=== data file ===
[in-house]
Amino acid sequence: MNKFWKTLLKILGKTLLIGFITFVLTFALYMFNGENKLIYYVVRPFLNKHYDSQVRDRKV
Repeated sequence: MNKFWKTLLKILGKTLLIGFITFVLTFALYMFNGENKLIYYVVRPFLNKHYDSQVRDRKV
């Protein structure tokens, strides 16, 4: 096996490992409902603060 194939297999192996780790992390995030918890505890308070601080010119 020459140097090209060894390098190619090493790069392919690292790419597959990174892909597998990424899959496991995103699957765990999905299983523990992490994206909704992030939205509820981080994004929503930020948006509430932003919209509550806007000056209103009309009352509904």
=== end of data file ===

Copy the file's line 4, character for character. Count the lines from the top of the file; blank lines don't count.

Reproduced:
């Protein structure tokens, strides 16, 4: 096996490992409902603060 194939297999192996780790992390995030918890505890308070601080010119 020459140097090209060894390098190619090493790069392919690292790419597959990174892909597998990424899959496991995103699957765990999905299983523990992490994206909704992030939205509820981080994004929503930020948006509430932003919209509550806007000056209103009309009352509904």